Weight gain in pregnancy and child weight status from birth to adulthood in the United States

S. A. Leonard*, Lucia Catherine Petito, D. H. Rehkopf, L. D. Ritchie, B. Abrams

*Corresponding author for this work

Research output: Contribution to journalArticlepeer-review

11 Scopus citations

Abstract

Background: High weight gain in pregnancy has been associated with child adiposity, but few studies have assessed the relationship across childhood or in racially/ethnically diverse populations. Objectives: The objectives of the study are to test if weight gain in pregnancy is associated with high birthweight and overweight/obesity in early, middle and late childhood and whether these associations differ by maternal race/ethnicity. Methods: Mother-child dyads (n = 7539) were included from the National Longitudinal Survey of Youth 1979, a nationally representative cohort study in the USA (1979–2012). Log-binomial regression models were used to analyse associations between weight gain and the outcomes: high birthweight (>4000 g) and overweight/obesity at ages 2–5, 6–11 and 12–19 years. Results: Excessive weight gain was positively associated, and inadequate weight gain was negatively associated with high birthweight after confounder adjustment (P < 0.05). Only excessive weight gain was associated with overweight in early, middle and late childhood. These associations were not significant in Hispanics or Blacks although racial/ethnic interaction was only significant ages 12–19 years (P = 0.03). Conclusions: Helping pregnant women gain weight within national recommendations may aid in preventing overweight and obesity across childhood, particularly for non-Hispanic White mothers.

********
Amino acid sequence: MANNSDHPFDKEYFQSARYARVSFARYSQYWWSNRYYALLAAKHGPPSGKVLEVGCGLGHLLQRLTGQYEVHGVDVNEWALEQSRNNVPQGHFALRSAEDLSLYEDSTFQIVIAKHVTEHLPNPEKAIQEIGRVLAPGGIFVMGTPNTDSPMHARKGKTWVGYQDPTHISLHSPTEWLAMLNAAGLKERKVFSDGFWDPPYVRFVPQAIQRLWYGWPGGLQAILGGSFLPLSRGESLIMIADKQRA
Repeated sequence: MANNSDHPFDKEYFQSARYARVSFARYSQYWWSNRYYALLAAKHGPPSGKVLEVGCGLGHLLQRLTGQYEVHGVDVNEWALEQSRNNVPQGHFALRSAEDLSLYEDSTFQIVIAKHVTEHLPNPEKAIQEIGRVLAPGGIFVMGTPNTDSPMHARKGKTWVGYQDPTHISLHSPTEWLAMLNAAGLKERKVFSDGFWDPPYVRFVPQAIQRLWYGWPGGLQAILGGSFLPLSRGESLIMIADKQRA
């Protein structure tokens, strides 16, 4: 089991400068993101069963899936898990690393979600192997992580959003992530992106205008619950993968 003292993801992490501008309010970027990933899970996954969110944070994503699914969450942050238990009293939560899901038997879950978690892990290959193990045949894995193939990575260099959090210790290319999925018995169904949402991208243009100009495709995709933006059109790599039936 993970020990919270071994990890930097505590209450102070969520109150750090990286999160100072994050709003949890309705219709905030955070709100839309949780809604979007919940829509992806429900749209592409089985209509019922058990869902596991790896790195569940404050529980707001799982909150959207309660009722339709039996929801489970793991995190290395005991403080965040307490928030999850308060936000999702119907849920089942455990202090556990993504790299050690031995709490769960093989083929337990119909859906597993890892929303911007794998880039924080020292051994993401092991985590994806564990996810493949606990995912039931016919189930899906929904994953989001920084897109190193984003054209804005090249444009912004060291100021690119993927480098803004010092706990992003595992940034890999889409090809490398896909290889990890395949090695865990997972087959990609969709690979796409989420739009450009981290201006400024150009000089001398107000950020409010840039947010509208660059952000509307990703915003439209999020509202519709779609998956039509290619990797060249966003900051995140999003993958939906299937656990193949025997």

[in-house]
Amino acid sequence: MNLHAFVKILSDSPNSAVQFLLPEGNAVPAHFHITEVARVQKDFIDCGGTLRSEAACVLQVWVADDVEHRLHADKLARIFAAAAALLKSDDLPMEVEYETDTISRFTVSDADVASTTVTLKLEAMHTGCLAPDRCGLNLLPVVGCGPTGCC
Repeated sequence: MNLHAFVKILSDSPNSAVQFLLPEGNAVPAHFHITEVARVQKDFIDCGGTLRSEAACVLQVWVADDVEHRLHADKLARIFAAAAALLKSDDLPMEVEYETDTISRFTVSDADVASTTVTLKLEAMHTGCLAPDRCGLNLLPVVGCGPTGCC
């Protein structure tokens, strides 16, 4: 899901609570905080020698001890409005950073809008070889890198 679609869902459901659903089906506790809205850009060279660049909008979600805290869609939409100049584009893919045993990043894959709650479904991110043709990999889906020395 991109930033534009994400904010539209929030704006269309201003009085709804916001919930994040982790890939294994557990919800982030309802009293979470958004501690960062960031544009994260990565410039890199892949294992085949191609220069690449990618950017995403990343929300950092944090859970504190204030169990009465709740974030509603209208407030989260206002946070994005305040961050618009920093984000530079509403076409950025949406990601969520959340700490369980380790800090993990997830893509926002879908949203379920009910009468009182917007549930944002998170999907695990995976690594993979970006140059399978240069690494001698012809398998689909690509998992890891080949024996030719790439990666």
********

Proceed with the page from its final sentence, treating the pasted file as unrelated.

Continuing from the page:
Original languageEnglish (US)
Pages (from-to)18-25
Number of pages8
JournalPediatric Obesity
Volume12
DOIs
StatePublished - Aug 2017

Keywords

  • foetal macrosomia
  • obesity
  • paediatric obesity
  • weight gain

ASJC Scopus subject areas

  • Pediatrics, Perinatology, and Child Health
  • Health Policy
  • Nutrition and Dietetics
  • Public Health, Environmental and Occupational Health

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